Sooner or later the utilities will need to start contracting which will drive the stock price. Eventually, the price will have to come up.
Vanadium is currently more valuable as ore than uranium. The Sunday mine has five times more vanadium than uranium. The price of vanadium ore has changed the economics, as a result, they are looking at being a primary producer of it instead. The question is how long will that price hold. The key with vanadium is to tie up a supply contract for two or three years. That will give them the capability of starting the mine as the economics make sense.
They are now required to get a milling license tied to ablation. They are currently contesting this decision since it would increase the transportation costs somewhat. However, it’s not crucial for the ablation technology to be at the mine site.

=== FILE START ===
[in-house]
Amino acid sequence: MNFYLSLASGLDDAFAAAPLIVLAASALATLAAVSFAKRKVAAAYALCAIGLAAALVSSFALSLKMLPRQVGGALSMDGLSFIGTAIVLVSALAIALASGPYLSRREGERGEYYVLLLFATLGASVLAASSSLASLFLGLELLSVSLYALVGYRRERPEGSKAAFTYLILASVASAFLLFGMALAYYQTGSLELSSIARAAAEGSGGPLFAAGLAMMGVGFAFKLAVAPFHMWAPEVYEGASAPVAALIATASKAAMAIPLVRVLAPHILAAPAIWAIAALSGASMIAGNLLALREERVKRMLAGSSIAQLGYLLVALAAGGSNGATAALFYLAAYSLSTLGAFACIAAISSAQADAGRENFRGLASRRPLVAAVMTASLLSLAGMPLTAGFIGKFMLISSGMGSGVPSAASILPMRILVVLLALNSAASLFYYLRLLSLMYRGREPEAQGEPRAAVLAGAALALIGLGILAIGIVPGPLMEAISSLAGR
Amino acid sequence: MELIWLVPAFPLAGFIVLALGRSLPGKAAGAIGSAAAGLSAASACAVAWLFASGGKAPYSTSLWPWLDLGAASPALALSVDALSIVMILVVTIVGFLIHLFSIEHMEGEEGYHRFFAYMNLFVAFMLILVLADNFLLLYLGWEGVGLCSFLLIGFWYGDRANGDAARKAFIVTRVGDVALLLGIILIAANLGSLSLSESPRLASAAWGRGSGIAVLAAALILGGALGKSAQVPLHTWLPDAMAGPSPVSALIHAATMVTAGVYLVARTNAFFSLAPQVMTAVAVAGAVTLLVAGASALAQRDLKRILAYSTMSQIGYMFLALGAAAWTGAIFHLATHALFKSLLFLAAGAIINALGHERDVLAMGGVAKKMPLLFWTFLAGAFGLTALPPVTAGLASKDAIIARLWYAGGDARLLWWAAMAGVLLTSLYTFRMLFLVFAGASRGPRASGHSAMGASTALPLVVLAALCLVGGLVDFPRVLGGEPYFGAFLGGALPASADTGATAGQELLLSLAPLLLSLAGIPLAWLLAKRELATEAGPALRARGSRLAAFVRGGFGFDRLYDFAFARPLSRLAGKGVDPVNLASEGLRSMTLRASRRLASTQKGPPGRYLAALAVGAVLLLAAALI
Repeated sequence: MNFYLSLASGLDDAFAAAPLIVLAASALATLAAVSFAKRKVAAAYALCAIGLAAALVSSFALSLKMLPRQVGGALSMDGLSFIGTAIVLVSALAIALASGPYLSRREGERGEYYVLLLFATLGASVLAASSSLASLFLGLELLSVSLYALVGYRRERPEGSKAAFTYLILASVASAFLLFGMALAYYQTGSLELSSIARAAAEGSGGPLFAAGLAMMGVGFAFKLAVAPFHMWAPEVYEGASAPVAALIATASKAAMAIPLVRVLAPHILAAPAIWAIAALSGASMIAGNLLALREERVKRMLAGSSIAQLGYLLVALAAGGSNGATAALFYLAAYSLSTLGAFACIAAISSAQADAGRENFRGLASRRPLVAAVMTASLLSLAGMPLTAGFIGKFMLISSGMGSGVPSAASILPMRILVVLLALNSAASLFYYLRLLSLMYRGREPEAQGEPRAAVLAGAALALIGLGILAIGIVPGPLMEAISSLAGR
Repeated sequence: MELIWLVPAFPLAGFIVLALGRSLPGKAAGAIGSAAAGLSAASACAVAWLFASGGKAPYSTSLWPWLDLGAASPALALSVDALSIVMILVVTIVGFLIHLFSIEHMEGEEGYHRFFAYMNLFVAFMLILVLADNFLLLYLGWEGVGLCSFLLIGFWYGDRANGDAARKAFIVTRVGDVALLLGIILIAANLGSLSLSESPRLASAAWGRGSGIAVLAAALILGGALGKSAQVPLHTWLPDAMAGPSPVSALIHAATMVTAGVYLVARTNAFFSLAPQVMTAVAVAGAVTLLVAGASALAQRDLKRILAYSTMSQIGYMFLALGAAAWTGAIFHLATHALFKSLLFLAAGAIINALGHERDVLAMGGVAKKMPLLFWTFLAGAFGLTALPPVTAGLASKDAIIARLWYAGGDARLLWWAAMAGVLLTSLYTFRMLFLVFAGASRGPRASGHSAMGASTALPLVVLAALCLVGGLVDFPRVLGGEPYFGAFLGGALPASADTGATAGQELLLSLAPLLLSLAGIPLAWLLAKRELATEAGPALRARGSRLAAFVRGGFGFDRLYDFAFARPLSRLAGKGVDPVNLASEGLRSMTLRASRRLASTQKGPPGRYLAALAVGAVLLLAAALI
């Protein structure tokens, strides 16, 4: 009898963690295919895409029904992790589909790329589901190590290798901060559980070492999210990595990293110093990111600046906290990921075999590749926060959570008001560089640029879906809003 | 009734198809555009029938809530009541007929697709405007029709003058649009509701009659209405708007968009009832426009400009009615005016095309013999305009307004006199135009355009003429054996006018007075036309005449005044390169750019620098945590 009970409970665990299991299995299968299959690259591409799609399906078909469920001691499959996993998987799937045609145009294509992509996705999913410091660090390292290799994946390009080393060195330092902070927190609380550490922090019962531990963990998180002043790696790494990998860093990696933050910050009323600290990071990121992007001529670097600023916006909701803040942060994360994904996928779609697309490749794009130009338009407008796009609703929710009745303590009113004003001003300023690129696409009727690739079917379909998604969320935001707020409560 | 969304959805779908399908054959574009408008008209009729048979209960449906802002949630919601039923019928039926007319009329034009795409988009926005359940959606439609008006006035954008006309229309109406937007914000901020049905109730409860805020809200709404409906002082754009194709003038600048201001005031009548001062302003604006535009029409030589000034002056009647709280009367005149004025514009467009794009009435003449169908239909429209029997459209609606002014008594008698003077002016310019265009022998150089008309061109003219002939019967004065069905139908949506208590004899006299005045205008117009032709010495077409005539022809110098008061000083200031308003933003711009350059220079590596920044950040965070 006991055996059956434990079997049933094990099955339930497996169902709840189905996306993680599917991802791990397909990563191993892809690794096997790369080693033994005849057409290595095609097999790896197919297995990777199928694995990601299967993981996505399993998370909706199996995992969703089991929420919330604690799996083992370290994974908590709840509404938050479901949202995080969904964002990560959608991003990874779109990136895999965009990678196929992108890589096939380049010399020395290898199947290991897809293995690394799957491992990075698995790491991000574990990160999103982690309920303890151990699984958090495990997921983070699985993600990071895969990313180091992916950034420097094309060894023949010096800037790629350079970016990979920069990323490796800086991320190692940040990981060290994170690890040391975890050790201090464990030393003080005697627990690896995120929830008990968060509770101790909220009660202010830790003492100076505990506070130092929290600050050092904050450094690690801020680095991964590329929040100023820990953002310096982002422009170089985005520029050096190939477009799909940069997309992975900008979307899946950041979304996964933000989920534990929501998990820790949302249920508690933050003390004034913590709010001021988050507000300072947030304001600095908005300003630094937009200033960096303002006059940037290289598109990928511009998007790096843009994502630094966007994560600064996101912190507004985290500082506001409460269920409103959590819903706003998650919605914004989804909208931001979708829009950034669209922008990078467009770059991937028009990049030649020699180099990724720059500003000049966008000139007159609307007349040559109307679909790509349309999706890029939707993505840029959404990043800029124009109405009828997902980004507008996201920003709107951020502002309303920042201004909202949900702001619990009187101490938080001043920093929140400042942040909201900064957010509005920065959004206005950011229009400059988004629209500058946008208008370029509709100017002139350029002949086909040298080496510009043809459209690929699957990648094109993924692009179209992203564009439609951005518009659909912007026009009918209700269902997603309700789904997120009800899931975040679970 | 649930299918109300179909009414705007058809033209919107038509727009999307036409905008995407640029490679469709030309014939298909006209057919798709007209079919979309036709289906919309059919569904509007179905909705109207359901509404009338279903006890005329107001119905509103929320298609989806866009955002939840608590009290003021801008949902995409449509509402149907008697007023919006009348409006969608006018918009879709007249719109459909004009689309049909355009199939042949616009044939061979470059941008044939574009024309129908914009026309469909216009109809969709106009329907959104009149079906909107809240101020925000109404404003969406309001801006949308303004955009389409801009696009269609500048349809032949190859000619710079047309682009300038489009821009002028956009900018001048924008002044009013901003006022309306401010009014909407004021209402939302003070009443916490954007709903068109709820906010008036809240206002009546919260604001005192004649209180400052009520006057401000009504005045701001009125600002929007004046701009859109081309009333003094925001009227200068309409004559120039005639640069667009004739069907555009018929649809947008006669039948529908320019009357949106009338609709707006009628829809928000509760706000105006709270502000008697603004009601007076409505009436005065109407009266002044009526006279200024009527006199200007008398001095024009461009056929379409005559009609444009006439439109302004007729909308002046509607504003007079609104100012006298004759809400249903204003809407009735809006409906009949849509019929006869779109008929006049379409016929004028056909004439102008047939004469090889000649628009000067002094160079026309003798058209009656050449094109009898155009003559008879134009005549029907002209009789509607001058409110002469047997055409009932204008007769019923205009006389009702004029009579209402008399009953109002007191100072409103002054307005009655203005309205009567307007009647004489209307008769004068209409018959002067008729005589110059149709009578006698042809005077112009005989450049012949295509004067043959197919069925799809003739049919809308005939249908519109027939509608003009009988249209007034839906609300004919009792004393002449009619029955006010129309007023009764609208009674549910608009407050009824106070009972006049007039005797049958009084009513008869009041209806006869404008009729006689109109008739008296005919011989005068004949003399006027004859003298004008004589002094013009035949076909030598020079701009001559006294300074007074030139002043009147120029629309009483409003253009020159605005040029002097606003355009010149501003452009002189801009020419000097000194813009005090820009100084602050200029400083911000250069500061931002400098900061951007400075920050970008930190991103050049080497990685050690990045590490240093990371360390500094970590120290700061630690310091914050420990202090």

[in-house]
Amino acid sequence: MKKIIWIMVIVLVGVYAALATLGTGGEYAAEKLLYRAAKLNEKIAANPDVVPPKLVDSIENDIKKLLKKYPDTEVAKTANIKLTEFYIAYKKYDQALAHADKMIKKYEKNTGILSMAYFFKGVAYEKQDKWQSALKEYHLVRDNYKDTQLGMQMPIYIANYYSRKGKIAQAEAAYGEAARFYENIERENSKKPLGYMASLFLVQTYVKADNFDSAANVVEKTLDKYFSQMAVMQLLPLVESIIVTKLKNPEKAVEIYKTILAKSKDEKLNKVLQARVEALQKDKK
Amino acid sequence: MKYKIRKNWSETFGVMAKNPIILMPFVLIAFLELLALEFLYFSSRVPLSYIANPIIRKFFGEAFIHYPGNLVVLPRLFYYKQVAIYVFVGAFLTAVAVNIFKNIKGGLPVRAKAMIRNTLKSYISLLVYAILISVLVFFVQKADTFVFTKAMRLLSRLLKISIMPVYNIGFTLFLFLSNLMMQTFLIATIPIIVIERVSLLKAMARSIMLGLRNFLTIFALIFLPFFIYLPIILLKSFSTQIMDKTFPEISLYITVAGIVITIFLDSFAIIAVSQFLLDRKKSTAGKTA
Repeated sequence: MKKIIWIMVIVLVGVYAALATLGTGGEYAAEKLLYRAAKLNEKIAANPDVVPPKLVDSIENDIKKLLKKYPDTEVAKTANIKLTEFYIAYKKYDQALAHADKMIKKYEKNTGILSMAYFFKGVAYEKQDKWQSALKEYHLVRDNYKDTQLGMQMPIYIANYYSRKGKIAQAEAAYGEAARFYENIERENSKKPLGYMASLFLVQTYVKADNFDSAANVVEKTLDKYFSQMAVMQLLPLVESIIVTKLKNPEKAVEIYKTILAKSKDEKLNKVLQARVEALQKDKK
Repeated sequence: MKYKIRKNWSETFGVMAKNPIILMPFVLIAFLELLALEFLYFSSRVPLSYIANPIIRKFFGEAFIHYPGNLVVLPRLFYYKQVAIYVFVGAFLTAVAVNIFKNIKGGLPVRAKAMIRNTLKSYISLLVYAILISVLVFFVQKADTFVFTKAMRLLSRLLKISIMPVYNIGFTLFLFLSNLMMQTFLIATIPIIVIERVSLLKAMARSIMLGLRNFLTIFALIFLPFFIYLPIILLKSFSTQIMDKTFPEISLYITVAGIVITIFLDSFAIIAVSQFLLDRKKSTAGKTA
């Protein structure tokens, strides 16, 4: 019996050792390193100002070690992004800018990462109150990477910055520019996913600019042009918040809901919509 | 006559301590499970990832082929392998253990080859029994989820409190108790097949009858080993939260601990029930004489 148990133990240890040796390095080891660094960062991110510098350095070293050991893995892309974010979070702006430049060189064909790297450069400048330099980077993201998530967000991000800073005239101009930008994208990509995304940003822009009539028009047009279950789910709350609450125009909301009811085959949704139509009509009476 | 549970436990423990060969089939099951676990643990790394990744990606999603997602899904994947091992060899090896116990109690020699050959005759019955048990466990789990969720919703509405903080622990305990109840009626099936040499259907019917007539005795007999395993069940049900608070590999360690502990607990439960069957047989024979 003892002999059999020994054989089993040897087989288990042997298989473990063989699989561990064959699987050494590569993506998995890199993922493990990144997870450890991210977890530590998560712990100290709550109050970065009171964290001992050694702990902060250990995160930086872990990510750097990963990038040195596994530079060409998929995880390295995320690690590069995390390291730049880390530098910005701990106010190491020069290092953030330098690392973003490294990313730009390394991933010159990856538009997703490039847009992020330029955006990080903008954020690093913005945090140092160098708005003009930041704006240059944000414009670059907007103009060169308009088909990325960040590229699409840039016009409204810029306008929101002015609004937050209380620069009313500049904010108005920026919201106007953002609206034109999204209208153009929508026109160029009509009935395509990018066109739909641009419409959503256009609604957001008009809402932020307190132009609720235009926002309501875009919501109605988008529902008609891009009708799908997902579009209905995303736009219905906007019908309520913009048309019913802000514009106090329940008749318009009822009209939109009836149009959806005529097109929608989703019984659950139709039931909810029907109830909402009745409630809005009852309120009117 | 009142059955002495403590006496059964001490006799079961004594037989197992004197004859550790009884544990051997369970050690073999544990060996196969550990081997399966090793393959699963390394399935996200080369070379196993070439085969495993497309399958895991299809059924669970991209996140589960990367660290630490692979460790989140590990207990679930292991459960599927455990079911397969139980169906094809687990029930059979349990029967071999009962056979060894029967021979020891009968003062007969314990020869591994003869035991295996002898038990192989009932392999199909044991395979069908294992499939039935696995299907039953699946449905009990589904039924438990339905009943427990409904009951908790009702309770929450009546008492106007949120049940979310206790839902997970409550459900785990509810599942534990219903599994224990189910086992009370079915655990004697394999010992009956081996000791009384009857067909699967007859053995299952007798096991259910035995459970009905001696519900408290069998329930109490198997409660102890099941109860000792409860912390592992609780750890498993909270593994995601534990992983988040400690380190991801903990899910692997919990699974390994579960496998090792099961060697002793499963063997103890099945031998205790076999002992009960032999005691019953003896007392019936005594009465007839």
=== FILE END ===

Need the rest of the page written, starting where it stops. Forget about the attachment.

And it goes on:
George says they will likely have 30 to 35 million pounds of vanadium. They want to increase the resource base since they would prefer to have twenty to thirty years of supply.
George is looking at several vanadium projects including a couple of uranium properties. He thinks this is a good time to be making these decisions.
They hope to be producing in a year or two instead of waiting for the uranium price to catch up.
The Global X Uranium ETF (URA) was unchanged in premarket trading Monday. Year-to-date, URA has gained 3.34%, versus a 13.43% rise in the benchmark S&P 500 index during the same period.
This article is brought to you courtesy of Palisade Research.